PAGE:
Opponents of Suncor Energy’s plan to build 46 wind turbines in Lambton County held signs outside gates of the company’s Sarnia refinery Monday afternoon, and offered flyers to workers as they finished their shifts.
Suncor recently received provincial environmental approval to build its Cedar Point wind energy project in Plympton-Wyoming, Lambton Shores and Warwick Township.
“We were here last Thursday, doing the exact same thing,” said Ed Vanderaa, a Plympton-Wyoming resident who organized the protest.
He said he is trying to talk to Suncor officials about the Cedar Point project, and concerns residents have.
In particular, Vanderaa said he wants to speak to the plant’s joint health and safety committee.
“There are employees who work in this facility who are concerned about industrial wind turbines being built in their backyards,” he said.
Vanderaa said he spoke with a Suncor official at last week’s protest and asked to speak to the committee.
“She listened to that request and said it couldn’t be done,” he said.
He said he gave her one of the flyers the protesters are handing out, along with a DVD copy of the wind energy documentary Down Wind.
“I don’t know what’s she’s going to do with them, but I hope she gives it to the joint health and safety committee.”
Vanderaa said he also asked that the message be passed along to Suncor’s head office, along with a request that the company not begin construction on the Cedar Point project while appeals are being heard.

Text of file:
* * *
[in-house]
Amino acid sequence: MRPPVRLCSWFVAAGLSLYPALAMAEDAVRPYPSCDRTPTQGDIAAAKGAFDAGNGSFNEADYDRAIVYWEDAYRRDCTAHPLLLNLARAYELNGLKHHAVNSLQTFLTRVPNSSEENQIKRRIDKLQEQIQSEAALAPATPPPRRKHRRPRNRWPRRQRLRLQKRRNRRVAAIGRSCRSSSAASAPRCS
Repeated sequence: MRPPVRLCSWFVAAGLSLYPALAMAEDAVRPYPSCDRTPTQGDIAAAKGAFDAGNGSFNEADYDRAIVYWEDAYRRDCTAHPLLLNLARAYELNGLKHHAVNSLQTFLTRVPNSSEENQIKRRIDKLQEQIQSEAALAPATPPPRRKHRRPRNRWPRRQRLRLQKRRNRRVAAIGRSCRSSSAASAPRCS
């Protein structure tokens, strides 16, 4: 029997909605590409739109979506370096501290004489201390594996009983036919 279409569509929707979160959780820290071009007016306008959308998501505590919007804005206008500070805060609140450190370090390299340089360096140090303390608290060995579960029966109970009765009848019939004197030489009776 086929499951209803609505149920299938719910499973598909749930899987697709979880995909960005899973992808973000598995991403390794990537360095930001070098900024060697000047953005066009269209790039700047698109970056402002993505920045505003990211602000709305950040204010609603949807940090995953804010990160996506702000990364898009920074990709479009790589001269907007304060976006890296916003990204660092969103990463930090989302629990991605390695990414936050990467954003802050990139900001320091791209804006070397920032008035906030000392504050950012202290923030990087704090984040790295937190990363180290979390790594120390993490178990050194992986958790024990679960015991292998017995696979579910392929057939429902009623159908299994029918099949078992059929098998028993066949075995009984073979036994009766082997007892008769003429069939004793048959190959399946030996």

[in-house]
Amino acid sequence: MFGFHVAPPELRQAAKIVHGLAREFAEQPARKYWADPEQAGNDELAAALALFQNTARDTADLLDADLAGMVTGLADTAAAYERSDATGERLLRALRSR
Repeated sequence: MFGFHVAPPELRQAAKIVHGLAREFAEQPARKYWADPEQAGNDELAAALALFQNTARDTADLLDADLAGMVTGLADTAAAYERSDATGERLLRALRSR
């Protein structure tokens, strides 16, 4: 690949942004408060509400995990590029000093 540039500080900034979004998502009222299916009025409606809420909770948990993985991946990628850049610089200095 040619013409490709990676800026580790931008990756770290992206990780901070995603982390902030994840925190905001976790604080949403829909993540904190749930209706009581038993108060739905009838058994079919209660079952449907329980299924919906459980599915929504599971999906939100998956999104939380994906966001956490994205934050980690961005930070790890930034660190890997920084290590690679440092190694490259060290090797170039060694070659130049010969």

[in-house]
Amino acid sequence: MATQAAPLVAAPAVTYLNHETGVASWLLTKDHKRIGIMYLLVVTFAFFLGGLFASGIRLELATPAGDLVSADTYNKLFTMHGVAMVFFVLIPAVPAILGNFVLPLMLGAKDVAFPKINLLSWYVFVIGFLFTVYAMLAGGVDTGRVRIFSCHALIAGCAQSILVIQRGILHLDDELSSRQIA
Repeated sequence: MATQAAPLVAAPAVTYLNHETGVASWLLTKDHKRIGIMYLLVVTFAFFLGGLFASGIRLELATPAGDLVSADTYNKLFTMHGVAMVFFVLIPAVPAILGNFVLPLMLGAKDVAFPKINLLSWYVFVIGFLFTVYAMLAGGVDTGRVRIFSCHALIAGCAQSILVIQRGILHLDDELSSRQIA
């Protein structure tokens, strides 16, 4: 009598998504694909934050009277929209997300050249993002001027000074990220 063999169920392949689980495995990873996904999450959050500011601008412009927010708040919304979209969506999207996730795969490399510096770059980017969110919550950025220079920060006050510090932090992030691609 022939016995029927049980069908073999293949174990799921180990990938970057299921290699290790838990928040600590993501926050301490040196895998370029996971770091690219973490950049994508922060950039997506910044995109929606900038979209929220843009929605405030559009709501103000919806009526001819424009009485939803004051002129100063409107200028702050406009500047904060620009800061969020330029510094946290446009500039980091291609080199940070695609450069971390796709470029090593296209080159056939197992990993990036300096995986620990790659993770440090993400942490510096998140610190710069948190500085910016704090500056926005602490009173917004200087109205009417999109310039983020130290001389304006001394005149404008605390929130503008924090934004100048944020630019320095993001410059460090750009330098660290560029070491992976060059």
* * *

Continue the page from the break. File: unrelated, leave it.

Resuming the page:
Ontario’s approval of the project is subject to an appeal before the province’s Environmental Review Tribunal. It’s scheduled to begin hearings this month.
Other court action against wind turbine projects in Ontario is also expected, he added.
“Do not do any construction in Plympton-Wyoming until we get the final verdict,” Vanderaa said.
“She said she’d pass it on.”
Vanderaa said he and other opponents of wind energy in Lambton aren’t giving up.
“We’ll just keep on. I need an answer from these people.”
Suncor spokesperson Jason Vaillant said the company was aware of Monday’s protest.
“It’s something we’re monitoring closely,” he said.
“We respect their right to voice their opinions, and we just want to make sure we monitor, from a safety perspective, just to ensure their safety, as well as that of our employees and contractors.”
Vaillant said the company hasn’t started work on the wind project.
“We’re still looking to finalize the construction schedule,” he said.
“We know we are going to be going in front of the environmental review tribunal later this month, and that’s a focus of ours, right now, to prepare for that.”
[rest of article available at source]
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